accrete

verb
ac·​crete | \ ə-ˈkrēt How to pronounce accrete (audio) \
accreted; accreting

Definition of accrete

intransitive verb

: to grow or become attached by accretion

transitive verb

: to cause to adhere or become attached also : accumulate

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Examples of accrete in a Sentence

silt accreting at the mouth of the river over time
Recent Examples on the Web And while these simulations only examined the formation of gassy worlds, in reality those prototypical realms can accrete solid material too, perhaps becoming rocky realms instead. Quanta Magazine, 7 June 2021 Some bodies get flung into the Sun; others out of the Solar System; others accrete onto larger masses. Ethan Siegel, Forbes, 16 Apr. 2021 For the actual construction, cement-like material will be piped out like frosting from a pastry bag, forming layers that accrete upward to become walls. Emily Matchar, Smithsonian Magazine, 16 Mar. 2021 As cells age and divide, small errors accrete in their DNA. James Somers, The New Yorker, 2 Nov. 2020 Paint is woven and layered and allowed to accrete in ways that evoke human flesh. Los Angeles Times, 21 Oct. 2020 In some cases, according to NASA, a white dwarf can accrete enough material from its companion star to completely explode and go supernova. Jennifer Leman, Popular Mechanics, 13 June 2020 Like witches in the ages between them, both women are symptomatic figures, endlessly accreting the stories a culture wants to tell about itself. Lidija Haas, Harper's Magazine, 27 Apr. 2020 Like witches in the ages between them, both women are symptomatic figures, endlessly accreting the stories a culture wants to tell about itself. Lidija Haas, Harper's Magazine, 27 Apr. 2020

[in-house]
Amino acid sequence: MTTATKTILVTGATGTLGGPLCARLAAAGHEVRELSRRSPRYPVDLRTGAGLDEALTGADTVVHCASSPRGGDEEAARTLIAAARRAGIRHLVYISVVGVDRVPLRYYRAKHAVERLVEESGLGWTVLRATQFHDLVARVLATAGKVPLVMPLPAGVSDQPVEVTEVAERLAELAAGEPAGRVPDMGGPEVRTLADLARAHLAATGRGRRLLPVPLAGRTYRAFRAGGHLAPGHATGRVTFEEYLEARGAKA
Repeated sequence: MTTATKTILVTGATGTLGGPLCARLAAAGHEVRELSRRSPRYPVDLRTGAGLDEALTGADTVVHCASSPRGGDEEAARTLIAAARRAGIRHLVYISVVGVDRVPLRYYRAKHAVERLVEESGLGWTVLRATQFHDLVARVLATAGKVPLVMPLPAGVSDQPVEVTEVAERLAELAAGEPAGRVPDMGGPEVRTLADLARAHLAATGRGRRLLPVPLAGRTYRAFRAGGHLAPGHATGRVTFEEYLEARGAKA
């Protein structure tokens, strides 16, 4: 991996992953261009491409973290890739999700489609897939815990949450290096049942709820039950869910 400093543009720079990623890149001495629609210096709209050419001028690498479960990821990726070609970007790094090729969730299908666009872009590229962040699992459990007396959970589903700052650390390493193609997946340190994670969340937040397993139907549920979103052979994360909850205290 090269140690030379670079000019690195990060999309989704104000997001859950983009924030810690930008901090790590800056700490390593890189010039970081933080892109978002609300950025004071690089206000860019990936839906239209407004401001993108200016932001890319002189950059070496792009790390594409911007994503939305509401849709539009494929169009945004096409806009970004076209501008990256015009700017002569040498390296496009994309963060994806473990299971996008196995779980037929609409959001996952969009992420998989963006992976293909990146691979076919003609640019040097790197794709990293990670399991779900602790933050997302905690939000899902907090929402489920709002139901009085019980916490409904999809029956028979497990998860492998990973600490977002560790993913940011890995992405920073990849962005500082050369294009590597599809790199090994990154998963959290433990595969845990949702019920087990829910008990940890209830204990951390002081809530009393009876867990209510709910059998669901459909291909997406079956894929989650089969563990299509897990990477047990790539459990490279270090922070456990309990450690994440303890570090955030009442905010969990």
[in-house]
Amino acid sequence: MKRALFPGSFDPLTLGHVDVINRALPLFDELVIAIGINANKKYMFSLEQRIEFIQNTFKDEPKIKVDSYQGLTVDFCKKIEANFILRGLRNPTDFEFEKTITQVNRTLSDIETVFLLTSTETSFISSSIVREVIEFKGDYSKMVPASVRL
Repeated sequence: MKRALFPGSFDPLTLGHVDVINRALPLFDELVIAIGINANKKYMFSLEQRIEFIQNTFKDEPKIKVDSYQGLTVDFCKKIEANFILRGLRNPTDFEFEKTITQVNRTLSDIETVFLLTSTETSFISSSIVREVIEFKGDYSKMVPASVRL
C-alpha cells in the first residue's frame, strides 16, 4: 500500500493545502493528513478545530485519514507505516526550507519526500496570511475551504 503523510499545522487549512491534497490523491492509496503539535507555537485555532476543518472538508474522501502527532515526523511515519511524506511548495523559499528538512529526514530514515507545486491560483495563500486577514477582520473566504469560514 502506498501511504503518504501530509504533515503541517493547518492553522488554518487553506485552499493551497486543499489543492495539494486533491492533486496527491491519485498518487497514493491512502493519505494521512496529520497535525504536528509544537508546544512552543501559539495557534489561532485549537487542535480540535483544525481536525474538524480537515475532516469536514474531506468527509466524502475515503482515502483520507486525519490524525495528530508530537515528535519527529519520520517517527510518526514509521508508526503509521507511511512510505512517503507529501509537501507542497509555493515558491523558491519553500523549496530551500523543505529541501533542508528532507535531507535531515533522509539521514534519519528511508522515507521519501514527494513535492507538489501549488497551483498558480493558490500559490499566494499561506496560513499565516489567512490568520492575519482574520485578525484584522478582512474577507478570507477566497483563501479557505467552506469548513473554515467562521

These example sentences are selected automatically from various online news sources to reflect current usage of the word 'accrete.' Views expressed in the examples do not represent the opinion of Merriam-Webster or its editors. Send us feedback.

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First Known Use of accrete

1712, in the meaning defined at intransitive sense

History and Etymology for accrete

back-formation from accretion

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Learn More About accrete

Time Traveler for accrete

Time Traveler

The first known use of accrete was in 1712

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Statistics for accrete

Last Updated

11 Jun 2021

Cite this Entry

“Accrete.” Merriam-Webster.com Dictionary, Merriam-Webster, https://www.merriam-webster.com/dictionary/accrete. Accessed 21 Jun. 2021.

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More Definitions for accrete

accrete

verb
ac·​crete | \ ə-ˈkrēt How to pronounce accrete (audio) \
accreted; accreting

Legal Definition of accrete

intransitive verb

: to grow or become attached by accretion

transitive verb

: to cause to adhere or become attached

More from Merriam-Webster on accrete

Thesaurus: All synonyms and antonyms for accrete

Britannica English: Translation of accrete for Arabic Speakers

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